Article 63 (1) TFEU must be interpreted as meaning that, in the case of a tax on deposits made by customers of credit institutions having their head office or branches located in the territory of a region of a Member State, it is opposed to deductions from the gross amount of that tax equal to credits, loans and investments intended for projects carried out in that region, provided that these deductions pursue an objective of a purely economic nature.

  • 2)       Article 401 of Council Directive 2006/112 / EC of 28 November 2006 on the common system of value added tax must be interpreted as meaning that it does not preclude legislation national instituting a tax due by credit institutions due to the holding of customer deposits, the tax base of which corresponds to the arithmetic average of the quarterly balance of these deposits and which cannot be passed on by the taxpayer to third parties.

C-656/19 (Rádio Popular)          

  • Article 174(2)(b) and (c) of Council Directive 2006/112/EC of 28 November 2006 on the common system of value added tax, read in conjunction with Article 135(1) of that directive, must be interpreted as meaning that it does not apply to transactions involving intermediation in the sale of warranty extensions that are performed by a taxable person in the course of its main activity consisting in the sale to consumers of household electrical appliances and other computer and telecommunications equipment, with the consequence that the amount of turnover relating to those transactions must not be excluded from the denominator of the fraction used to calculate the deductible proportion referred to in Article 174(1) of that directive.

C-528/19 (FRENETIKEXITO)         

  • Council Directive 2006/112 / EC of 28 November 2006 on the common system of value added tax must be interpreted as meaning that, subject to verification by the referring court, a monitoring service nutrition provided by a certified and authorized professional within sports establishments, and possibly within the framework of programs also including services of well-being and physical culture, constitutes a distinct and independent provision of services and is not likely to be come within the exemption provided for in Article 132 (1) (c) of that directive.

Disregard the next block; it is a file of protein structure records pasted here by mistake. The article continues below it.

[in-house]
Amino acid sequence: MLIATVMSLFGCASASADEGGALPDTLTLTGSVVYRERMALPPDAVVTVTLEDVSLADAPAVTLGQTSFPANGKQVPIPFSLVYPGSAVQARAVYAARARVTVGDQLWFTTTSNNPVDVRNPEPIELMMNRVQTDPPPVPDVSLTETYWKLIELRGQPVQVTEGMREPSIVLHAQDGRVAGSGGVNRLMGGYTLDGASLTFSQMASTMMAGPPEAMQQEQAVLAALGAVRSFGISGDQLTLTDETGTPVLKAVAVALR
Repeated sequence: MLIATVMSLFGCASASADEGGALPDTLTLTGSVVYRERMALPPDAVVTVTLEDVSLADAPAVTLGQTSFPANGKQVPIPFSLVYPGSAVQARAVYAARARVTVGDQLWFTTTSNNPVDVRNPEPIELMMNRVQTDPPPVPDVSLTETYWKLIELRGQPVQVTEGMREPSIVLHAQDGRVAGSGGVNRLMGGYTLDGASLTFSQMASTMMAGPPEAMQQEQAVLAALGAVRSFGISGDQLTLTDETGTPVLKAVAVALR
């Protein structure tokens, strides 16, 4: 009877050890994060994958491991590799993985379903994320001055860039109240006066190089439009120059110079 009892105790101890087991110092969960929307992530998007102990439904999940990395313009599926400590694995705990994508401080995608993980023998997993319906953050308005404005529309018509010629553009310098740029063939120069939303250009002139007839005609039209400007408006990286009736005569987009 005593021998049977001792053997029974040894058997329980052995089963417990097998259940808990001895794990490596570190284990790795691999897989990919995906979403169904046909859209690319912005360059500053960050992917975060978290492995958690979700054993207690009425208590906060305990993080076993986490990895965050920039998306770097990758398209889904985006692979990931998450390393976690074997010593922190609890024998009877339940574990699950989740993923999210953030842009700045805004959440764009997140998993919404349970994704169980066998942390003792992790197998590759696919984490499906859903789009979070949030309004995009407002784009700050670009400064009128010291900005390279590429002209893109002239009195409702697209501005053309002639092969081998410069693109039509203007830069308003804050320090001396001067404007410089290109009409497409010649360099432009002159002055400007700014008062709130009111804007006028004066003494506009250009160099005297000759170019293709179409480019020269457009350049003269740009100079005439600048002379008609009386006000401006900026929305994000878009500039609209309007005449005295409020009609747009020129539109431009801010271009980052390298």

C-346/19 (Dubrovin & Tröger – Aquatics)  

  • The term “school and university teaching” within the meaning of Art. 132 Paragraph 1 Letters i and j of Council Directive 2006/112 / EC of November 28, 2006 on the common VAT system is to be interpreted as meaning that it does not include the Includes swimming lessons given by the swimming school.

See also historical overview of ECJ cases on VAT Exemptions (Art. 132-146)

Article 132

Article 135

Other


Check also the previous articles on ”Looking back @2021”

  1. Brexit
  2. E-Commerce VAT Directive launched in the EU per July 1, 2021
  3. Next to the EU, 14 countries implemented VAT on E-Commerce, another 7 will implement in 2022
  4. Saudi-Arabia is the first country in the Middle East launching E-Invoicing, UAE may follow
  5. The concept of Fixed Establishments remains a major risk, and even why?
  6. Intrastat: Major updates applicable as of Jan 1, 2022
  7. Implementation/changes E-Invoicing & Real Time Reporting during 2021
  8. ECJ cases decided in 2021 on ”Taxable Amount”
  9. Increased focus on Fighting Climate Change – Carbon tax

  10. 49 ECJ VAT Cases decided (incl. orders) in 2021
  11. Split Payments
  12. Poland and France to introduce optional taxation of Financial Services – Exemption may not longer be applied
  13. Activities of the VAT Expert Group